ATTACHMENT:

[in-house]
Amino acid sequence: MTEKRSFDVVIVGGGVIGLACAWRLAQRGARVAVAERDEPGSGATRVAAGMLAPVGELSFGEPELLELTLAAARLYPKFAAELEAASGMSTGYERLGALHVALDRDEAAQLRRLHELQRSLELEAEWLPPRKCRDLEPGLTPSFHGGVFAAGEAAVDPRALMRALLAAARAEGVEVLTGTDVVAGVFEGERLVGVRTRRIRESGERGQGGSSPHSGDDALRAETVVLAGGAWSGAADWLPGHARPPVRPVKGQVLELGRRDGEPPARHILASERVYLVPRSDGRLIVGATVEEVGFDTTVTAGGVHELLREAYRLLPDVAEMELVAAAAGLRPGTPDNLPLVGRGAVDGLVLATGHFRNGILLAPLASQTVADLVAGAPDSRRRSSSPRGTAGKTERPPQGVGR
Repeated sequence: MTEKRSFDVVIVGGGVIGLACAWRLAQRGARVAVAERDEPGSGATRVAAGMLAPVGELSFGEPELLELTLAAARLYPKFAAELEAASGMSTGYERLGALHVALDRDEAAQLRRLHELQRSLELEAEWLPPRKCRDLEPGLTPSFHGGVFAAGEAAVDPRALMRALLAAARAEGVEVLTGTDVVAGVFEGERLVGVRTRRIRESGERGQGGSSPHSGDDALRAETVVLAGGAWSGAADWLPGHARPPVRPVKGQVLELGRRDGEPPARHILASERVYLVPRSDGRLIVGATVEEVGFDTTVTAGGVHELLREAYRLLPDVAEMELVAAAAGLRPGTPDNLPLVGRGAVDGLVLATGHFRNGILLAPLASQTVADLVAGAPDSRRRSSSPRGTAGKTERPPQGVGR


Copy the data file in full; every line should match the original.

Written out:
[in-house]
Amino acid sequence: MTEKRSFDVVIVGGGVIGLACAWRLAQRGARVAVAERDEPGSGATRVAAGMLAPVGELSFGEPELLELTLAAARLYPKFAAELEAASGMSTGYERLGALHVALDRDEAAQLRRLHELQRSLELEAEWLPPRKCRDLEPGLTPSFHGGVFAAGEAAVDPRALMRALLAAARAEGVEVLTGTDVVAGVFEGERLVGVRTRRIRESGERGQGGSSPHSGDDALRAETVVLAGGAWSGAADWLPGHARPPVRPVKGQVLELGRRDGEPPARHILASERVYLVPRSDGRLIVGATVEEVGFDTTVTAGGVHELLREAYRLLPDVAEMELVAAAAGLRPGTPDNLPLVGRGAVDGLVLATGHFRNGILLAPLASQTVADLVAGAPDSRRRSSSPRGTAGKTERPPQGVGR
Repeated sequence: MTEKRSFDVVIVGGGVIGLACAWRLAQRGARVAVAERDEPGSGATRVAAGMLAPVGELSFGEPELLELTLAAARLYPKFAAELEAASGMSTGYERLGALHVALDRDEAAQLRRLHELQRSLELEAEWLPPRKCRDLEPGLTPSFHGGVFAAGEAAVDPRALMRALLAAARAEGVEVLTGTDVVAGVFEGERLVGVRTRRIRESGERGQGGSSPHSGDDALRAETVVLAGGAWSGAADWLPGHARPPVRPVKGQVLELGRRDGEPPARHILASERVYLVPRSDGRLIVGATVEEVGFDTTVTAGGVHELLREAYRLLPDVAEMELVAAAAGLRPGTPDNLPLVGRGAVDGLVLATGHFRNGILLAPLASQTVADLVAGAPDSRRRSSSPRGTAGKTERPPQGVGR